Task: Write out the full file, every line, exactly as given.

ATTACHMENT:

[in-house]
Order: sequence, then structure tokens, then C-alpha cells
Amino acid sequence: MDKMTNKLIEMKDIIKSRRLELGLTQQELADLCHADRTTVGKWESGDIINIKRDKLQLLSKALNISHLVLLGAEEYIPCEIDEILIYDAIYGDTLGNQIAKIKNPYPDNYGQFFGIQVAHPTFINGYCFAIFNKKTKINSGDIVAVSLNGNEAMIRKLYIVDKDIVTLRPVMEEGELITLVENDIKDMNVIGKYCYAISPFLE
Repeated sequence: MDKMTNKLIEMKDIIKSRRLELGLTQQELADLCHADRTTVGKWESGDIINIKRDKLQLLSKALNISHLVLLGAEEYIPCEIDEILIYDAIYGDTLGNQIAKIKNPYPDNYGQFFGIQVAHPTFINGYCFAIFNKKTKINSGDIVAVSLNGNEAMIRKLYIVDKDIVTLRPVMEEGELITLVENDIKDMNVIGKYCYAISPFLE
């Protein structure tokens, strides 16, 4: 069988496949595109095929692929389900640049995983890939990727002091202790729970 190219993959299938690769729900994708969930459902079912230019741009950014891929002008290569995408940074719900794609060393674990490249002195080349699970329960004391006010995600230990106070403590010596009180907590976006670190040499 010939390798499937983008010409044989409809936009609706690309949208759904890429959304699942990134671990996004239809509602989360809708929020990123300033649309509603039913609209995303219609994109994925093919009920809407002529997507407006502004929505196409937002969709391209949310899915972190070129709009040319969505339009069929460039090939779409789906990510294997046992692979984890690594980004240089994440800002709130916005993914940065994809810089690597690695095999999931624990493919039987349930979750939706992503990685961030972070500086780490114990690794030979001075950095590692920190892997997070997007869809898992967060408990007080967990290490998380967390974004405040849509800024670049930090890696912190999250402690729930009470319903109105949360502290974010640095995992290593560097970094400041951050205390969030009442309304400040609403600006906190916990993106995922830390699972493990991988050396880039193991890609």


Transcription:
[in-house]
Order: sequence, then structure tokens, then C-alpha cells
Amino acid sequence: MDKMTNKLIEMKDIIKSRRLELGLTQQELADLCHADRTTVGKWESGDIINIKRDKLQLLSKALNISHLVLLGAEEYIPCEIDEILIYDAIYGDTLGNQIAKIKNPYPDNYGQFFGIQVAHPTFINGYCFAIFNKKTKINSGDIVAVSLNGNEAMIRKLYIVDKDIVTLRPVMEEGELITLVENDIKDMNVIGKYCYAISPFLE
Repeated sequence: MDKMTNKLIEMKDIIKSRRLELGLTQQELADLCHADRTTVGKWESGDIINIKRDKLQLLSKALNISHLVLLGAEEYIPCEIDEILIYDAIYGDTLGNQIAKIKNPYPDNYGQFFGIQVAHPTFINGYCFAIFNKKTKINSGDIVAVSLNGNEAMIRKLYIVDKDIVTLRPVMEEGELITLVENDIKDMNVIGKYCYAISPFLE
């Protein structure tokens, strides 16, 4: 069988496949595109095929692929389900640049995983890939990727002091202790729970 190219993959299938690769729900994708969930459902079912230019741009950014891929002008290569995408940074719900794609060393674990490249002195080349699970329960004391006010995600230990106070403590010596009180907590976006670190040499 010939390798499937983008010409044989409809936009609706690309949208759904890429959304699942990134671990996004239809509602989360809708929020990123300033649309509603039913609209995303219609994109994925093919009920809407002529997507407006502004929505196409937002969709391209949310899915972190070129709009040319969505339009069929460039090939779409789906990510294997046992692979984890690594980004240089994440800002709130916005993914940065994809810089690597690695095999999931624990493919039987349930979750939706992503990685961030972070500086780490114990690794030979001075950095590692920190892997997070997007869809898992967060408990007080967990290490998380967390974004405040849509800024670049930090890696912190999250402690729930009470319903109105949360502290974010640095995992290593560097970094400041951050205390969030009442309304400040609403600006906190916990993106995922830390699972493990991988050396880039193991890609």